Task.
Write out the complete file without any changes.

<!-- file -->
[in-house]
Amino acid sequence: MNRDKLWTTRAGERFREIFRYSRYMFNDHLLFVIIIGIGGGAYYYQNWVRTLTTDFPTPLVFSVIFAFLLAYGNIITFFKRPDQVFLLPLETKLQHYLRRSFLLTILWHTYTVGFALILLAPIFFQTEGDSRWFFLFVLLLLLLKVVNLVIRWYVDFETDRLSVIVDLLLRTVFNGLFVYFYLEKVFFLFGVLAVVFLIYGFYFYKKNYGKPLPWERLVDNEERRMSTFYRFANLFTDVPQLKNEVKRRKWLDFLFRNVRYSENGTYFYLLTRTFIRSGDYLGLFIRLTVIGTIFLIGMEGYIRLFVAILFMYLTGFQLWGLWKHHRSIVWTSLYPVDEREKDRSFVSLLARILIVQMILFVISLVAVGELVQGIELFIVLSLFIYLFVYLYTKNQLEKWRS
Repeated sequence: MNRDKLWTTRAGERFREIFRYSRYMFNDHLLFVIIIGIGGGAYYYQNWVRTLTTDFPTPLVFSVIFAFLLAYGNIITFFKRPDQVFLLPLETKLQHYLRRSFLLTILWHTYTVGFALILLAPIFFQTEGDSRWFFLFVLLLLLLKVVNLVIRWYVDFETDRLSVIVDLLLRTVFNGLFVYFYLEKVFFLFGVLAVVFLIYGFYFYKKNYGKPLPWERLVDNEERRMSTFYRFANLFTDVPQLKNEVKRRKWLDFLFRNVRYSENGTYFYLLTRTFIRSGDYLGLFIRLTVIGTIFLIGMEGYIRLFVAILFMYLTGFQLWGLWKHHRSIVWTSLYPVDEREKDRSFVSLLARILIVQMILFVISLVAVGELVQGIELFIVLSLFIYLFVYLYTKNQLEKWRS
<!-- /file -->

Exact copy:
[in-house]
Amino acid sequence: MNRDKLWTTRAGERFREIFRYSRYMFNDHLLFVIIIGIGGGAYYYQNWVRTLTTDFPTPLVFSVIFAFLLAYGNIITFFKRPDQVFLLPLETKLQHYLRRSFLLTILWHTYTVGFALILLAPIFFQTEGDSRWFFLFVLLLLLLKVVNLVIRWYVDFETDRLSVIVDLLLRTVFNGLFVYFYLEKVFFLFGVLAVVFLIYGFYFYKKNYGKPLPWERLVDNEERRMSTFYRFANLFTDVPQLKNEVKRRKWLDFLFRNVRYSENGTYFYLLTRTFIRSGDYLGLFIRLTVIGTIFLIGMEGYIRLFVAILFMYLTGFQLWGLWKHHRSIVWTSLYPVDEREKDRSFVSLLARILIVQMILFVISLVAVGELVQGIELFIVLSLFIYLFVYLYTKNQLEKWRS
Repeated sequence: MNRDKLWTTRAGERFREIFRYSRYMFNDHLLFVIIIGIGGGAYYYQNWVRTLTTDFPTPLVFSVIFAFLLAYGNIITFFKRPDQVFLLPLETKLQHYLRRSFLLTILWHTYTVGFALILLAPIFFQTEGDSRWFFLFVLLLLLLKVVNLVIRWYVDFETDRLSVIVDLLLRTVFNGLFVYFYLEKVFFLFGVLAVVFLIYGFYFYKKNYGKPLPWERLVDNEERRMSTFYRFANLFTDVPQLKNEVKRRKWLDFLFRNVRYSENGTYFYLLTRTFIRSGDYLGLFIRLTVIGTIFLIGMEGYIRLFVAILFMYLTGFQLWGLWKHHRSIVWTSLYPVDEREKDRSFVSLLARILIVQMILFVISLVAVGELVQGIELFIVLSLFIYLFVYLYTKNQLEKWRS